In another piece, Prof. Hanson declares: “Its bad behavior in the wake of Covid-19 will leave it in its weakest global position in memory. And the US will emerge stronger.” The same sentiment is expressed in dozens of other commentaries.

The opposite outcome, though, is possible, and under present circumstances more likely: the Covid-19 epidemic may denote the ascendancy of Asia and the decline of the West. Mainland China had not a single new domestic coronavirus case on Thursday and Friday (although some Chinese returning from other countries tested positive). That is a remarkable achievement in a country of 1.4 billion people, so remarkable, in fact, that many American commentators insist that Beijing must be lying about the numbers.

But there is no reason to believe the Chinese data are inaccurate. China combined draconian controls on movement and massive testing with big data analysis of hundreds of millions of smartphone locations, as I reported March 3.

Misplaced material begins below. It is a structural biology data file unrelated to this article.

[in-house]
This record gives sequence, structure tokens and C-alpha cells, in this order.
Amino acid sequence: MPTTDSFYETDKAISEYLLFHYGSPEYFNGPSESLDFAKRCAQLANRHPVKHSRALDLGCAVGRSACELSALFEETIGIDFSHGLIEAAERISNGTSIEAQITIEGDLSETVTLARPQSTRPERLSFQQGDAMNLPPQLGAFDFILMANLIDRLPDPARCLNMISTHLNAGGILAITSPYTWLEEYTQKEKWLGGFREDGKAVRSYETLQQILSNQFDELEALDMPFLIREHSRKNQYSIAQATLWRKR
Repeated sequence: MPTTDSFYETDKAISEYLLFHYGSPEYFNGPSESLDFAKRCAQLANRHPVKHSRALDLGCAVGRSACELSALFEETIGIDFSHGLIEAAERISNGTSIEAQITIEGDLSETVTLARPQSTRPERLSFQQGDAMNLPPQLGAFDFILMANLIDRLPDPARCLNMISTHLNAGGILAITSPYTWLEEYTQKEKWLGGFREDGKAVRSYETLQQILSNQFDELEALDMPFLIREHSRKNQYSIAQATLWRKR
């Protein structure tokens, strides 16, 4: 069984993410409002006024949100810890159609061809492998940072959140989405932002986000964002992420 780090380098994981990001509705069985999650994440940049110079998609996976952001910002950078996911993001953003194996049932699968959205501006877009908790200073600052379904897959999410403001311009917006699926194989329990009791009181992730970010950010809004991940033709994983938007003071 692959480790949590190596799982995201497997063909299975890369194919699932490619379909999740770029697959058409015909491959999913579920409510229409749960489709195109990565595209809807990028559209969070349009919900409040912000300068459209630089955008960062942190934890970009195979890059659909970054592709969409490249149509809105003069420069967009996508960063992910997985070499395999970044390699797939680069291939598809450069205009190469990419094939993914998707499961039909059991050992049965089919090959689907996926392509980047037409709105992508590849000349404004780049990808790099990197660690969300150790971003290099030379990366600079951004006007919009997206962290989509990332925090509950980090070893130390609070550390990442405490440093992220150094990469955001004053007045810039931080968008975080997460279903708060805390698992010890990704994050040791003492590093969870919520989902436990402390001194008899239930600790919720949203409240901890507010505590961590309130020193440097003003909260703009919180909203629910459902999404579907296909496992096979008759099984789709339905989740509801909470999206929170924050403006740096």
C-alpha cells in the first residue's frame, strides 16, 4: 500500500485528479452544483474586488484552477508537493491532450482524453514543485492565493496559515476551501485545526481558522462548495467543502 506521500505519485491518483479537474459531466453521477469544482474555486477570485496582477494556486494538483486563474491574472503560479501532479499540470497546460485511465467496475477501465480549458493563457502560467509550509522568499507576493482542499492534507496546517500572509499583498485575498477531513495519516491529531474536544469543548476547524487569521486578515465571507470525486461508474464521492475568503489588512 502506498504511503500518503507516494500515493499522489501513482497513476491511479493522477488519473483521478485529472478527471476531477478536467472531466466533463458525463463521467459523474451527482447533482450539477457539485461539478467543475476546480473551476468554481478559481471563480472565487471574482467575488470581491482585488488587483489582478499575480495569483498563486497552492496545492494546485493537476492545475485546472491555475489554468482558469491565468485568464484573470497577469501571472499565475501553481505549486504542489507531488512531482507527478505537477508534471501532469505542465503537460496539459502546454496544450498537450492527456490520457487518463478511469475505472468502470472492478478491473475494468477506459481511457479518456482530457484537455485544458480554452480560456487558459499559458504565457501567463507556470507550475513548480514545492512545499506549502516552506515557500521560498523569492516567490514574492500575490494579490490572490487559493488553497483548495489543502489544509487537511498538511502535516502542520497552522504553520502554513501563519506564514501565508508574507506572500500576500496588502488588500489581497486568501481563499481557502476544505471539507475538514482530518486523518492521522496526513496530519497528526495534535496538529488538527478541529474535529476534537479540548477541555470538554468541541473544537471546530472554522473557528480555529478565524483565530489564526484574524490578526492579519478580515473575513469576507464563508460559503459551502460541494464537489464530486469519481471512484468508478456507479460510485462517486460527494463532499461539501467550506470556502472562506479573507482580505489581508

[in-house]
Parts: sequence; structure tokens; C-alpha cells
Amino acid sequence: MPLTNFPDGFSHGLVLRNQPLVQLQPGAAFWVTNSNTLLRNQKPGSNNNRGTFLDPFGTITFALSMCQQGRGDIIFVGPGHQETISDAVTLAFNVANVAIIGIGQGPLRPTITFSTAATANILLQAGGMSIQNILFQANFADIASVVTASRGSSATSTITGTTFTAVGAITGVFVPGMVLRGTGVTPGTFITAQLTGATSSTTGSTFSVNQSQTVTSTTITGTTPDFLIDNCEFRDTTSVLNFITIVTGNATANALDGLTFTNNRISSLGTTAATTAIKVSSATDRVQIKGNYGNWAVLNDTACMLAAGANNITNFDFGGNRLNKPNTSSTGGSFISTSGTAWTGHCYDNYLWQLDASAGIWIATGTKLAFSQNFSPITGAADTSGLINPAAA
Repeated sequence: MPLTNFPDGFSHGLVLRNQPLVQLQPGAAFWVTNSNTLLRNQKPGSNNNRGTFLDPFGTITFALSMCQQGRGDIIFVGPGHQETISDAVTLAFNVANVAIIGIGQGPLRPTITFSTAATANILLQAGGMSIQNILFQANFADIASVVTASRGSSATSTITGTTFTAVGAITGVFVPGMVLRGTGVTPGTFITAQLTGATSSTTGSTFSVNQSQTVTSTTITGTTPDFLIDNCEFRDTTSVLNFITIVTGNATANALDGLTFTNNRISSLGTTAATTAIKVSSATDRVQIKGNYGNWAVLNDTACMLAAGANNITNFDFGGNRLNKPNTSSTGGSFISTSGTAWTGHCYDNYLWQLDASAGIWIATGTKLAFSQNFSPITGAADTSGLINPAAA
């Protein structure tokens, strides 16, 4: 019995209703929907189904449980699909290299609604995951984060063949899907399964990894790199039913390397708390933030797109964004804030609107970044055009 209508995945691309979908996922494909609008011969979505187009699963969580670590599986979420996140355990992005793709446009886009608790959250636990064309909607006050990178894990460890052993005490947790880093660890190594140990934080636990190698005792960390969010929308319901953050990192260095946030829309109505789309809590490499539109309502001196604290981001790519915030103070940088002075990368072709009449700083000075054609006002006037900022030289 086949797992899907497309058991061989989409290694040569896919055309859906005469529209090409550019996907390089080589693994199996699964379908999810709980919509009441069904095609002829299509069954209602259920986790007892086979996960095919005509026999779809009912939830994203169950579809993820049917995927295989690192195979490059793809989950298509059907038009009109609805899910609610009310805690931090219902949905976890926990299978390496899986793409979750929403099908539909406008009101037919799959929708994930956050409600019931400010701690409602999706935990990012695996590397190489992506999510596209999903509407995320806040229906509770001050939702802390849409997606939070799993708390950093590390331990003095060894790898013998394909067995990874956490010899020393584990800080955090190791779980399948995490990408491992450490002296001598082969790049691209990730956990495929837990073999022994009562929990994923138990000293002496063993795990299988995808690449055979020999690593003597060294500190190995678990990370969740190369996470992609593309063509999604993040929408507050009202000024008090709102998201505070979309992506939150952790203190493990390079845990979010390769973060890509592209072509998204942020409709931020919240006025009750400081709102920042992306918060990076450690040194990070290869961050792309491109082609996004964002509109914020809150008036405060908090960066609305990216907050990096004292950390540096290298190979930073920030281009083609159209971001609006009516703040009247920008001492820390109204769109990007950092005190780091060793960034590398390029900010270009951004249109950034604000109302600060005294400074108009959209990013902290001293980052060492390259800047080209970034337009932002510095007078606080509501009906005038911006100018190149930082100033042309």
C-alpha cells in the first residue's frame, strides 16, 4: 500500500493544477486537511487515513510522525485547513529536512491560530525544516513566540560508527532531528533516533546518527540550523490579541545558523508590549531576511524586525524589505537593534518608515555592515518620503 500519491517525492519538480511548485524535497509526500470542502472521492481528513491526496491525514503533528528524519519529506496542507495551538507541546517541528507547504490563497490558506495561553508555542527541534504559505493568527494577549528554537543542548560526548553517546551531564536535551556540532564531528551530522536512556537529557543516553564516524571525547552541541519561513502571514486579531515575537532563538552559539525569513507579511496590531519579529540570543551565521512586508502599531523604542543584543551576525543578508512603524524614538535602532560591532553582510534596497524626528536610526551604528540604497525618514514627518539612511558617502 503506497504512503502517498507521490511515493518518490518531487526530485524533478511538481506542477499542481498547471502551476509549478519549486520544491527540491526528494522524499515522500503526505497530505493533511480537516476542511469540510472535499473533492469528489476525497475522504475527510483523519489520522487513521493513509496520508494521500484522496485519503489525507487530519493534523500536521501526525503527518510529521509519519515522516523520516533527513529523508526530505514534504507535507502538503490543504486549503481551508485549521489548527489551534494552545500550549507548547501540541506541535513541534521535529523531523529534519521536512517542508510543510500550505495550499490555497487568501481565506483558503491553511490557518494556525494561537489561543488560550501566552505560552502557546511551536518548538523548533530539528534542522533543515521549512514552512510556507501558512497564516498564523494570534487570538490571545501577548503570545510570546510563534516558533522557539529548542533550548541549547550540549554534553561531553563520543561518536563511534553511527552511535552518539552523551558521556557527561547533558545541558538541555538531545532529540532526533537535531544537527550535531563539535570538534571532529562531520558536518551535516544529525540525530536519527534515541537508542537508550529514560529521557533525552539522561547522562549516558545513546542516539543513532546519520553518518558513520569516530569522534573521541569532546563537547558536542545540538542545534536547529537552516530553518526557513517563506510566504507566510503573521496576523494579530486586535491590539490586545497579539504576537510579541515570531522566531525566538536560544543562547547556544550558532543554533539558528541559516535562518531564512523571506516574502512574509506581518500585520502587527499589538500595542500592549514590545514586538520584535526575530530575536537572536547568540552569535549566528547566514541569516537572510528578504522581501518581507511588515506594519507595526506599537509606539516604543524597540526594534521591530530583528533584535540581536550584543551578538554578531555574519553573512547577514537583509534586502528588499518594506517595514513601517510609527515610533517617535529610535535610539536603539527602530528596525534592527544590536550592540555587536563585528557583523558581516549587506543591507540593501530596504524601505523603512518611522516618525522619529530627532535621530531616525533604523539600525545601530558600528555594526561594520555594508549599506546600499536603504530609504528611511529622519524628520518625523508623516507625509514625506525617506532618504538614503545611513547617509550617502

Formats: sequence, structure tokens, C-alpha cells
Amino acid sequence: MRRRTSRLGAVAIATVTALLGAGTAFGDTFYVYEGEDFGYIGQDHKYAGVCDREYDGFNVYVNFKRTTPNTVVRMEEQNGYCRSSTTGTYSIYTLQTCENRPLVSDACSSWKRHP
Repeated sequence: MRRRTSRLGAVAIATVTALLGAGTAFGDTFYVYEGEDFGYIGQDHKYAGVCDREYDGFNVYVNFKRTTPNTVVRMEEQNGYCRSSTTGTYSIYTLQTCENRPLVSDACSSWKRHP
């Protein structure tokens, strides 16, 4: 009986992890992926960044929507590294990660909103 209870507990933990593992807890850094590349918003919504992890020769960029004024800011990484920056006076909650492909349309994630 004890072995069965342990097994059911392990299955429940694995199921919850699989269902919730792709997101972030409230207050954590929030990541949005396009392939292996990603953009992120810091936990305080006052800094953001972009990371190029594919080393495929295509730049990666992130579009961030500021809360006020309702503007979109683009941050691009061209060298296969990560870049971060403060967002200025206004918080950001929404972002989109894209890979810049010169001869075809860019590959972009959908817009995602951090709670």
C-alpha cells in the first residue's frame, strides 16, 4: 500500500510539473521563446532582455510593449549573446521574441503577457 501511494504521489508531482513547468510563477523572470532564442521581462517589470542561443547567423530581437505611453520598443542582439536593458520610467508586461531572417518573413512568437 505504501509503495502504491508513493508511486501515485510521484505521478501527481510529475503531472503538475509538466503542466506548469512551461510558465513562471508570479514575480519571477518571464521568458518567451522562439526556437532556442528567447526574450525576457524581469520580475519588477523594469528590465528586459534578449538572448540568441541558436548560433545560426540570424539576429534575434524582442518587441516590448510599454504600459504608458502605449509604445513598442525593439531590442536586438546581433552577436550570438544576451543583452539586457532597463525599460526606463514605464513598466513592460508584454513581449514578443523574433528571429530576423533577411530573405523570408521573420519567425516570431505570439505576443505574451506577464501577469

China has correlated smartphone location with online purchases and social media posts for at least five years, and invested massively in public health applications of Artificial Intelligence. Combining capability with massive amounts of coronavirus test data gave China a decisive advantage in epidemic control. This may be the largest and most sophisticated Artificial Intelligence experiment ever, and it may well establish China as the world dominant AI power.

Western analysts are struggling to explain this outcome. On March 20 the Washington-based Hudson Institute, a think tank that advises the Department of Defense, issued a report entitled “The Myth of China’s Coronavirus Success” which does not, however, dispute the fact of the success. Rather, it states that China’s motives were not humanitarian, that China’s economy was not unscathed, that the Chinese government made grave errors, that the regime sacrificed individual liberty, and that it did terrible things to its Uyghur population — all of which are true, but beside the point.